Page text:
Estimating Venezuelas Latent Inflation

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Juan Carlos Bencomo
Hugo J. Montesinos
Hugo M. Montesinos
Jose Roberto Rondo


latent inflation, SVAR, monetary policy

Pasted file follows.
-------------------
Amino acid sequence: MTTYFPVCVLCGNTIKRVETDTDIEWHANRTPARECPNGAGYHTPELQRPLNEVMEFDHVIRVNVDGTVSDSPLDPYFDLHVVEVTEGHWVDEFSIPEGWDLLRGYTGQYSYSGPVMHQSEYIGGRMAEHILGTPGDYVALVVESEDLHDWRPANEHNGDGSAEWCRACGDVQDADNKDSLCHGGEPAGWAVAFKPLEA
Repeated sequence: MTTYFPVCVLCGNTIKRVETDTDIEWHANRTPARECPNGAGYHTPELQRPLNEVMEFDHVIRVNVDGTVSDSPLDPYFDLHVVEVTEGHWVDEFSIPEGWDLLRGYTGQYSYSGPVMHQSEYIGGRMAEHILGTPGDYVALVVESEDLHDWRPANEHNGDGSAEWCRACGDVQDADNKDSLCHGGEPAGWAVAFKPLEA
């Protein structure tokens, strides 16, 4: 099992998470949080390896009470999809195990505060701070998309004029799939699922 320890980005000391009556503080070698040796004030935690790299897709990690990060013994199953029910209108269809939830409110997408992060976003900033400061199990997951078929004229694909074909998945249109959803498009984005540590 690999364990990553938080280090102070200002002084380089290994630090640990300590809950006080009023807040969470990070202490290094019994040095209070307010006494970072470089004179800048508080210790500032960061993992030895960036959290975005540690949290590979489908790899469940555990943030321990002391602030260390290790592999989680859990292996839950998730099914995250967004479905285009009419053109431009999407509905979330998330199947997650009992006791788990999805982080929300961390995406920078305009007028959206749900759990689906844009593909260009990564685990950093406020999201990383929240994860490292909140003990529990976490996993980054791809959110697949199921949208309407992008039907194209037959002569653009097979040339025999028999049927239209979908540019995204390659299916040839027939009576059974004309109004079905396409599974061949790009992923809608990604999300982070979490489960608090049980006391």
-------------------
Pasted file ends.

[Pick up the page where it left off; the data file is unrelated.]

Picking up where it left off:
Percent variation of the consumer price index (CPI) is the inflation indicator most widely used. This indicator, however, has some drawbacks. In addition to measurement errors of the CPI, there is a problem of incongruence between the definition of inflation as a sustained and generalized increase of prices and the traditional measure associated with the CPI. We use data from 1991 to 2005 to estimate a complementary indicator for Venezuela, the highest inflation country in Latin America. Latent inflation is defined as that component of measured inflation that has no impact on real output in the long-run. This notion, consequently, is consistent with a vertical long-run Phillips curve and therefore it is grounded on economic theory. Latent inflation is constructed placing dynamic restrictions on a structural vector auto regression system. We find that latent inflation reflects more closely the generalized and sustained price increases most likely to be impacted by monetary policy. Our results are consistent with the identifying restrictions and with the theoretical definition of inflation.


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